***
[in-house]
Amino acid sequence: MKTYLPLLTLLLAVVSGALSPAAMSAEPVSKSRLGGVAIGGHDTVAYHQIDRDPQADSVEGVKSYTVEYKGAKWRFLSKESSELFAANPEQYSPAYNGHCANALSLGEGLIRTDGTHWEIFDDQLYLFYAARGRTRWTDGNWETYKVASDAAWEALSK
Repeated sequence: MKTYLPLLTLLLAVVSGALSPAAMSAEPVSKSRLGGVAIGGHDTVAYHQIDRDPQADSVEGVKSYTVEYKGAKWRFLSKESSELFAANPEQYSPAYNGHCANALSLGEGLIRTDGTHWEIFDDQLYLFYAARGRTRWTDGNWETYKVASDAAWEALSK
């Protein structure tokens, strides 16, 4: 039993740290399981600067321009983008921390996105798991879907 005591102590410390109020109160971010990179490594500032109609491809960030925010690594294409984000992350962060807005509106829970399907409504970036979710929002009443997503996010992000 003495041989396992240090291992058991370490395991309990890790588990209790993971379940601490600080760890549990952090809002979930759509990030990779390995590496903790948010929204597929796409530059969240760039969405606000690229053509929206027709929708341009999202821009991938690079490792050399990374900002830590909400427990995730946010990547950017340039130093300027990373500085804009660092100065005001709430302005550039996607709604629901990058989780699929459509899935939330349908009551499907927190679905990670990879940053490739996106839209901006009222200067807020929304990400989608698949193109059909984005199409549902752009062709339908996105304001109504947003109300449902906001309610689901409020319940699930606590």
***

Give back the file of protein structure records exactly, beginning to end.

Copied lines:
[in-house]
Amino acid sequence: MKTYLPLLTLLLAVVSGALSPAAMSAEPVSKSRLGGVAIGGHDTVAYHQIDRDPQADSVEGVKSYTVEYKGAKWRFLSKESSELFAANPEQYSPAYNGHCANALSLGEGLIRTDGTHWEIFDDQLYLFYAARGRTRWTDGNWETYKVASDAAWEALSK
Repeated sequence: MKTYLPLLTLLLAVVSGALSPAAMSAEPVSKSRLGGVAIGGHDTVAYHQIDRDPQADSVEGVKSYTVEYKGAKWRFLSKESSELFAANPEQYSPAYNGHCANALSLGEGLIRTDGTHWEIFDDQLYLFYAARGRTRWTDGNWETYKVASDAAWEALSK
């Protein structure tokens, strides 16, 4: 039993740290399981600067321009983008921390996105798991879907 005591102590410390109020109160971010990179490594500032109609491809960030925010690594294409984000992350962060807005509106829970399907409504970036979710929002009443997503996010992000 003495041989396992240090291992058991370490395991309990890790588990209790993971379940601490600080760890549990952090809002979930759509990030990779390995590496903790948010929204597929796409530059969240760039969405606000690229053509929206027709929708341009999202821009991938690079490792050399990374900002830590909400427990995730946010990547950017340039130093300027990373500085804009660092100065005001709430302005550039996607709604629901990058989780699929459509899935939330349908009551499907927190679905990670990879940053490739996106839209901006009222200067807020929304990400989608698949193109059909984005199409549902752009062709339908996105304001109504947003109300449902906001309610689901409020319940699930606590």